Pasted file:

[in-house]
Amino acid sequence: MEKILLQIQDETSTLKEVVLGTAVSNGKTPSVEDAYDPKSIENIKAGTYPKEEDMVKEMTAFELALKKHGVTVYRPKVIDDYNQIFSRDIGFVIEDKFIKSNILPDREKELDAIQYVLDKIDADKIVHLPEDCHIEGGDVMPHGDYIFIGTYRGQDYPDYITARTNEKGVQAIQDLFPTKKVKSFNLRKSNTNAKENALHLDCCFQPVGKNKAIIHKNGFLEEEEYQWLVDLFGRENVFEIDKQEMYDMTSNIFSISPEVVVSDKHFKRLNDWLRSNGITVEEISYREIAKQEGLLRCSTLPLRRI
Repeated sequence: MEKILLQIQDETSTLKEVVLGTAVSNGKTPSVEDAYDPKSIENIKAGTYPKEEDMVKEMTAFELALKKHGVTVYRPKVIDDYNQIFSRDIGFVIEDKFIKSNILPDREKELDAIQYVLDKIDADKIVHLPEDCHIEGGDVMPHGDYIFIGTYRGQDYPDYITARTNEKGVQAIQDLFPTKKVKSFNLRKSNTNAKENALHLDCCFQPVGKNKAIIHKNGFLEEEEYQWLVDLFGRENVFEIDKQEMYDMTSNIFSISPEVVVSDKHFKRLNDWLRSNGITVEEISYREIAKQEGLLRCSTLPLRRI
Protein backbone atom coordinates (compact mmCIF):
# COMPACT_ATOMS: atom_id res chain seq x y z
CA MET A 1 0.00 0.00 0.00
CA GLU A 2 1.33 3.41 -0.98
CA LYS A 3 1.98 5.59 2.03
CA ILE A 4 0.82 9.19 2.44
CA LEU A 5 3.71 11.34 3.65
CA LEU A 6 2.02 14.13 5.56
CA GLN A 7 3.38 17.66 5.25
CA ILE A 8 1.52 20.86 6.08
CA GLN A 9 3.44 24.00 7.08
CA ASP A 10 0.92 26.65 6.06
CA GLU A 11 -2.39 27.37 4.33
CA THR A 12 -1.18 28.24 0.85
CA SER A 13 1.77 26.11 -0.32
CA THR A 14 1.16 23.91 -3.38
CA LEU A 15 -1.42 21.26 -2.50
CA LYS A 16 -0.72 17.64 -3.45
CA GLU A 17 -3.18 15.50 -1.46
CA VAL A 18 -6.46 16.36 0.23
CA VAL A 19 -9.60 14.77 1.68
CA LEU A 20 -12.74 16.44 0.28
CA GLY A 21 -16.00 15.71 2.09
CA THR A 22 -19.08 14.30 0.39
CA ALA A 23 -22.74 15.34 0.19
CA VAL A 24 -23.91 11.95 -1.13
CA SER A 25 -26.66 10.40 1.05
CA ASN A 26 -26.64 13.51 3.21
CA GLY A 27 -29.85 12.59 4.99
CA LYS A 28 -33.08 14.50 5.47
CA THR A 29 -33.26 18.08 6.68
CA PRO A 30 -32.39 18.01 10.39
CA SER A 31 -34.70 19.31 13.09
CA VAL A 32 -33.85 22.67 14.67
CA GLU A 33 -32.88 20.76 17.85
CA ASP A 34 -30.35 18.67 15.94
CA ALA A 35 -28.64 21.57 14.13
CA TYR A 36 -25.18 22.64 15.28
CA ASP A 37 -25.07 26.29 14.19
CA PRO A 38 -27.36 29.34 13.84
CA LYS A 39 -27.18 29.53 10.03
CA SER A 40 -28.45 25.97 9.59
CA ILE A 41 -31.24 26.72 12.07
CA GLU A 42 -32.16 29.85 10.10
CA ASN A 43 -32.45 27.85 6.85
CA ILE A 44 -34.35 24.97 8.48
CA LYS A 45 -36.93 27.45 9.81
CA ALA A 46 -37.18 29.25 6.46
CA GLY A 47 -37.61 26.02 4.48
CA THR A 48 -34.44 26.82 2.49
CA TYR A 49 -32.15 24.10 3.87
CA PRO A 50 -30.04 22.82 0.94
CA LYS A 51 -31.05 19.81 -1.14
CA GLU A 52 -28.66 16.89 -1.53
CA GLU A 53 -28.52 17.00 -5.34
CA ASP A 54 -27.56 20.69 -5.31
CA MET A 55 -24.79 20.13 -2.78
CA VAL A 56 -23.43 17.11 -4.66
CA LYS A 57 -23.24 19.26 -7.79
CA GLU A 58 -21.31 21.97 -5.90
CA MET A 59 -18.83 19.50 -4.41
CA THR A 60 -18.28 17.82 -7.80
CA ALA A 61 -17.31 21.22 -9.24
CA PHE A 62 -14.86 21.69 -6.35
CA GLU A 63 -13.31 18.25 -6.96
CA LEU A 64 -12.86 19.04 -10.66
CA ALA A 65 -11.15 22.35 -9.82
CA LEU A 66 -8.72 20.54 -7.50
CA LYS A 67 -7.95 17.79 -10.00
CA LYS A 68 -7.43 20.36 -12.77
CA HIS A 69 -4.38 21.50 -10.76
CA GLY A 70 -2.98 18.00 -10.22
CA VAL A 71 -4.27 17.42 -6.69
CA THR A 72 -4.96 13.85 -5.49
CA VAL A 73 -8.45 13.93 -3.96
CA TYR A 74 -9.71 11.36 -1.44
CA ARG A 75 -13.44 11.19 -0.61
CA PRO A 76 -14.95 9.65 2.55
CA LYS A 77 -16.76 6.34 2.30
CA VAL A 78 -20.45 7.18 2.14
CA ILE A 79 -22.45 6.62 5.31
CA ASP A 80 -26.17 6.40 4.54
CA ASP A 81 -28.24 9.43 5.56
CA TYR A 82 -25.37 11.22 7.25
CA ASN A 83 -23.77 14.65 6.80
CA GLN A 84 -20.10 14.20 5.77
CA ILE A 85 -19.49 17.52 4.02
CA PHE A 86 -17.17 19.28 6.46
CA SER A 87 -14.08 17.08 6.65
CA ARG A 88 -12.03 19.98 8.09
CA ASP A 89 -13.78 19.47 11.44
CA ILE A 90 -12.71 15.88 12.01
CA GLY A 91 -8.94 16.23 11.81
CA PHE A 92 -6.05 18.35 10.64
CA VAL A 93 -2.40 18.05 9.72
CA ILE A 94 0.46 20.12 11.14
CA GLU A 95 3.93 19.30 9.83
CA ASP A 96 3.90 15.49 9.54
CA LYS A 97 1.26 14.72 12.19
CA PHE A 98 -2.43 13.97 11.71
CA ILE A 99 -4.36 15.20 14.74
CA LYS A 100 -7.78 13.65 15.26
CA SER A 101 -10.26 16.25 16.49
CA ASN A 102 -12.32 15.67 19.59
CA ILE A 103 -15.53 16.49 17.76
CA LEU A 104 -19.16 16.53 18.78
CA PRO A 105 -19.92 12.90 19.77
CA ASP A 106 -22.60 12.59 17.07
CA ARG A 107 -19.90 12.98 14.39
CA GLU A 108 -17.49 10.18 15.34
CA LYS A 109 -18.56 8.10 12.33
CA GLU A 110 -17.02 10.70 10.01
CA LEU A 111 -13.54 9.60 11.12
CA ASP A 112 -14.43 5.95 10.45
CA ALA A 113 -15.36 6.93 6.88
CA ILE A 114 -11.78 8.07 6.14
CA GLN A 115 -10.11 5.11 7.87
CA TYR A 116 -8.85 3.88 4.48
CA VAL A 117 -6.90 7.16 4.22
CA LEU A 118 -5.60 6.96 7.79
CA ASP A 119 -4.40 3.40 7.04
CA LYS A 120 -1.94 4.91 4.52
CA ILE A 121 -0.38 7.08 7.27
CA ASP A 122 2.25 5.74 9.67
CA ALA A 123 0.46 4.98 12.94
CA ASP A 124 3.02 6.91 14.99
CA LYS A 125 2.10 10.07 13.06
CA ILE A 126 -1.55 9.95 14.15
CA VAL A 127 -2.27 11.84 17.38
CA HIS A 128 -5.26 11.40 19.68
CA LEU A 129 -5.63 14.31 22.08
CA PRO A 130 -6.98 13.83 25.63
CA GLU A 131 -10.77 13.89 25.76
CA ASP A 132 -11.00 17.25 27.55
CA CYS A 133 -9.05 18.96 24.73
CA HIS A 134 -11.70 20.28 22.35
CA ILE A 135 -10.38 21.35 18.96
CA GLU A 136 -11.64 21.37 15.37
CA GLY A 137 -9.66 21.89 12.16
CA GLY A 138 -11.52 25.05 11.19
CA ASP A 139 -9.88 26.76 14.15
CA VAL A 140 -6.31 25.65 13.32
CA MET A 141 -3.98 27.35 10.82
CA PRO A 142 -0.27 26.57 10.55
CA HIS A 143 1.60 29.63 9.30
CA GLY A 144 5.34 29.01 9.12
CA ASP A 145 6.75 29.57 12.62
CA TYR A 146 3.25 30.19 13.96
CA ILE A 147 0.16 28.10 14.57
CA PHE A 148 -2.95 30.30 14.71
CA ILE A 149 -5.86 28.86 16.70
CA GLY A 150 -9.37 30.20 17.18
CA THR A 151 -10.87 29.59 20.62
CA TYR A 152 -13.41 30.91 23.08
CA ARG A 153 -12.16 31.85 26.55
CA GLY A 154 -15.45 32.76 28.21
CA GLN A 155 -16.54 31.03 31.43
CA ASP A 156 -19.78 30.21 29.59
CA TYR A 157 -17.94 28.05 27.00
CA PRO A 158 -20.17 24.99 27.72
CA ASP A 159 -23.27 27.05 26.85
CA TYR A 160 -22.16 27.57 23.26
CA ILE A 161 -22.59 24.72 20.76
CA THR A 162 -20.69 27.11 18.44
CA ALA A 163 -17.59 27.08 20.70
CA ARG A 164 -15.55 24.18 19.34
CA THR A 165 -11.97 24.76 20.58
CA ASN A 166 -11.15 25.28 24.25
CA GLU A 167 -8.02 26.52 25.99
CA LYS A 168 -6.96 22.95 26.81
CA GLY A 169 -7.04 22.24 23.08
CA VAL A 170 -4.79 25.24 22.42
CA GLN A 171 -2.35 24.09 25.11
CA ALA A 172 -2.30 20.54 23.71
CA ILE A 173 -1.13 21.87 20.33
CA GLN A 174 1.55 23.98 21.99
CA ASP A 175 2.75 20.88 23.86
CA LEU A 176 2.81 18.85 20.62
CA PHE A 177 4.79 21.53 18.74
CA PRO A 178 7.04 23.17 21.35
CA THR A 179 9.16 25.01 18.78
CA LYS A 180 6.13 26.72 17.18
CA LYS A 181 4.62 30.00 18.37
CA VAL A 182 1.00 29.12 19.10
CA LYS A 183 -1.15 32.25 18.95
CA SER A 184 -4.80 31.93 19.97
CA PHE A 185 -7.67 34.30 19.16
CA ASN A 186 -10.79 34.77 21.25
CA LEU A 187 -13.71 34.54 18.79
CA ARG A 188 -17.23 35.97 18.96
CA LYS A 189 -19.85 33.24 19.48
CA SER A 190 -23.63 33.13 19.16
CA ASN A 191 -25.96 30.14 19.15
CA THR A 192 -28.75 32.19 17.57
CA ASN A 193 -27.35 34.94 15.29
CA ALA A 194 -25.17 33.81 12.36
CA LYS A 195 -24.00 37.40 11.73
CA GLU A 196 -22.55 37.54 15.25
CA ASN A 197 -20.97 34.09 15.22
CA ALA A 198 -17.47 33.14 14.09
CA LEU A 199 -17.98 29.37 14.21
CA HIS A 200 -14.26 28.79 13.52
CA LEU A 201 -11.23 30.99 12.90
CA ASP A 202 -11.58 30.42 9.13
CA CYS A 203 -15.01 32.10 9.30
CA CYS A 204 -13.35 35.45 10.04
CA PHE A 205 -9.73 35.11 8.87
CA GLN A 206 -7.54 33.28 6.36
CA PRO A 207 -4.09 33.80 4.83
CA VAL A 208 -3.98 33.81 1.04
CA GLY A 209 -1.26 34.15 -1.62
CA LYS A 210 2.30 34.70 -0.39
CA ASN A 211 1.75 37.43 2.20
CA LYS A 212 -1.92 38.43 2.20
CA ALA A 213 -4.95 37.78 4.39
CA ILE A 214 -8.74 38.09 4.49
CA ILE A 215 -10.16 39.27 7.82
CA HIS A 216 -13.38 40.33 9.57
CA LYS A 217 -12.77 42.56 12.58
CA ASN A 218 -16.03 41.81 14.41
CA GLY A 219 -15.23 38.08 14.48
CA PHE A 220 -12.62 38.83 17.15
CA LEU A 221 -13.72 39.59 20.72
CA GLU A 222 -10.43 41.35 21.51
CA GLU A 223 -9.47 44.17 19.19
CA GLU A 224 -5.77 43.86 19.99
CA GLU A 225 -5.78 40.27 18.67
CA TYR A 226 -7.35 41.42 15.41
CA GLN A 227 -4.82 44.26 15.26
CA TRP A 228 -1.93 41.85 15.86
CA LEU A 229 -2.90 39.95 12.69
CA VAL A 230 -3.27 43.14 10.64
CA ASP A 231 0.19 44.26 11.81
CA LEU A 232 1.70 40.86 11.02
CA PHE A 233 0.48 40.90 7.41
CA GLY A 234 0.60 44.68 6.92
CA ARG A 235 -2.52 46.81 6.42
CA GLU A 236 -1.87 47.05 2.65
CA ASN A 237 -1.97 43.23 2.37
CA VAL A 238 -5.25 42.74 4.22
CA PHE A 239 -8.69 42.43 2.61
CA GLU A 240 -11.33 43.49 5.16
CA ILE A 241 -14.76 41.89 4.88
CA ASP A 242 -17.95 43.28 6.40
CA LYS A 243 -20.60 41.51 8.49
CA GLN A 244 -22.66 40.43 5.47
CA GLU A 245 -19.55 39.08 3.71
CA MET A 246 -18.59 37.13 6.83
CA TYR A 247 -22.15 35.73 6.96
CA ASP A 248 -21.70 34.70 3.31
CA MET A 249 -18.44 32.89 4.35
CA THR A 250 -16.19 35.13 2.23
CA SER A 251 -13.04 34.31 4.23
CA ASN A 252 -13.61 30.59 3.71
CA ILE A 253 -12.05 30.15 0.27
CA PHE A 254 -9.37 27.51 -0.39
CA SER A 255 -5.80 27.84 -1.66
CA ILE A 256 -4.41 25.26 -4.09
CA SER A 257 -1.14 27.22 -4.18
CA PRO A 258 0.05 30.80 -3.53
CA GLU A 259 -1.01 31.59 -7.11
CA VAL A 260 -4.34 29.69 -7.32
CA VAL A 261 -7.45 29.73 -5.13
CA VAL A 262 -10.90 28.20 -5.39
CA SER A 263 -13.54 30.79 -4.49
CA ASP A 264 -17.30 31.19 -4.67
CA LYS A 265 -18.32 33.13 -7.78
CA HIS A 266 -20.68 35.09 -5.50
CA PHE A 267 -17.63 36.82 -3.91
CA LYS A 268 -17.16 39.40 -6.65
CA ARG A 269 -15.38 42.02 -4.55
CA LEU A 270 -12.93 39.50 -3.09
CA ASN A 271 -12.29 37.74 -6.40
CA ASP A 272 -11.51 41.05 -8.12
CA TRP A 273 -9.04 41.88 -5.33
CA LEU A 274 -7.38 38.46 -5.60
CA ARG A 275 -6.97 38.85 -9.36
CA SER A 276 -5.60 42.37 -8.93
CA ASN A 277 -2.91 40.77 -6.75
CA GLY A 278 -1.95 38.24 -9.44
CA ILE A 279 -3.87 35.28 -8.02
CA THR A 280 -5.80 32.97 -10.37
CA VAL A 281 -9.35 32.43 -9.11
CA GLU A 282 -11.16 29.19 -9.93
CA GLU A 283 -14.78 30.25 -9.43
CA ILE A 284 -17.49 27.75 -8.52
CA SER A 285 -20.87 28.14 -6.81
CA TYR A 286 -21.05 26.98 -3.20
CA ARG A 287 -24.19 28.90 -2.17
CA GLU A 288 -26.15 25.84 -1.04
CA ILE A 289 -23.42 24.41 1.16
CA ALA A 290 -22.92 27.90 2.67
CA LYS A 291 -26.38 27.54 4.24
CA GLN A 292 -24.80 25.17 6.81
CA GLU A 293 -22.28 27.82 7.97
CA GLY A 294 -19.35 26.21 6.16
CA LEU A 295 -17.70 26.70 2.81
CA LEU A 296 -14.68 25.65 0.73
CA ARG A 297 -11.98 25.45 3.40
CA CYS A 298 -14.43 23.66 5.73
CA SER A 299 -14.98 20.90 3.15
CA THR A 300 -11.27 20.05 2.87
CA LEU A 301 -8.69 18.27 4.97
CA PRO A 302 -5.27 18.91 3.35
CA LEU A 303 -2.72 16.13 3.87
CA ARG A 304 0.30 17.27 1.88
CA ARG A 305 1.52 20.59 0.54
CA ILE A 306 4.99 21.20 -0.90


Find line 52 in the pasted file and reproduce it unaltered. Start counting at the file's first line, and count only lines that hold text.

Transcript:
CA GLY A 47 -37.61 26.02 4.48